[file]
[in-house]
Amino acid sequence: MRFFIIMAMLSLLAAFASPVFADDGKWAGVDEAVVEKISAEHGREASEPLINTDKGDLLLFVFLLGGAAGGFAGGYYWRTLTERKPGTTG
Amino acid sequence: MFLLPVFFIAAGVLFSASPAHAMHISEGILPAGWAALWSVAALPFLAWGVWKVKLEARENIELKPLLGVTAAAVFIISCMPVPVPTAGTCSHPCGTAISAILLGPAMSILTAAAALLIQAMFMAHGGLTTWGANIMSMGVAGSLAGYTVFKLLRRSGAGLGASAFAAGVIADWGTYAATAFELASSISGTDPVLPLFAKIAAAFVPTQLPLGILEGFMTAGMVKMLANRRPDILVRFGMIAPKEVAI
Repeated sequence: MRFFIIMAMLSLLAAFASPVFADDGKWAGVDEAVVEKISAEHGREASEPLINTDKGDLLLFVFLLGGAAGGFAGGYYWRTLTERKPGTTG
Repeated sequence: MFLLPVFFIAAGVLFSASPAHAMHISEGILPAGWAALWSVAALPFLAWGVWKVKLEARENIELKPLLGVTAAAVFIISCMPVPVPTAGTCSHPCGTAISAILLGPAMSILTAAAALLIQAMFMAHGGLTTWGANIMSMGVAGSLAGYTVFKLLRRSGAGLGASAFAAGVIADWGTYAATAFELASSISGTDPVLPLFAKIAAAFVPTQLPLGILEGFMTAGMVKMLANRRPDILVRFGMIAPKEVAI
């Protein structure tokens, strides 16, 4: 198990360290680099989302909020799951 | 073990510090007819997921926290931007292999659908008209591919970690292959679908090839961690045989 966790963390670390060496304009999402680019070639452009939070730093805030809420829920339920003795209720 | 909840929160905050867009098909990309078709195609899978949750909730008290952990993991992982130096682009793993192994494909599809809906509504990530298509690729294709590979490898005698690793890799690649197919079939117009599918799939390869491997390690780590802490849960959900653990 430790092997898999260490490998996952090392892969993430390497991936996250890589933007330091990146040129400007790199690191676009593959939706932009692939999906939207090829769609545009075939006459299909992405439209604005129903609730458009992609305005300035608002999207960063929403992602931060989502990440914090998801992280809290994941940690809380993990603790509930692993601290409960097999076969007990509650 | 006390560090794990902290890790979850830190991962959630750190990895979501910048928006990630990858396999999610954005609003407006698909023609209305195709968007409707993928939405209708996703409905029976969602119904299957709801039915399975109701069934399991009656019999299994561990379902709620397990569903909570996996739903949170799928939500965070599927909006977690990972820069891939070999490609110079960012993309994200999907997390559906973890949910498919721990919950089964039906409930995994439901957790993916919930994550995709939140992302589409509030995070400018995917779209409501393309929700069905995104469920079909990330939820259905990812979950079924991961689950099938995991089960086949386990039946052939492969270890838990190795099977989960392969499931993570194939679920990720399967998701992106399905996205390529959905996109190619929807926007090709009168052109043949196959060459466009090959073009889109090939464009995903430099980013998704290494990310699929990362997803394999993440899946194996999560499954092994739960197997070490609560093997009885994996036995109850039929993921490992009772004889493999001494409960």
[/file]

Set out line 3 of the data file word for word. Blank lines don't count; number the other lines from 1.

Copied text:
Amino acid sequence: MFLLPVFFIAAGVLFSASPAHAMHISEGILPAGWAALWSVAALPFLAWGVWKVKLEARENIELKPLLGVTAAAVFIISCMPVPVPTAGTCSHPCGTAISAILLGPAMSILTAAAALLIQAMFMAHGGLTTWGANIMSMGVAGSLAGYTVFKLLRRSGAGLGASAFAAGVIADWGTYAATAFELASSISGTDPVLPLFAKIAAAFVPTQLPLGILEGFMTAGMVKMLANRRPDILVRFGMIAPKEVAI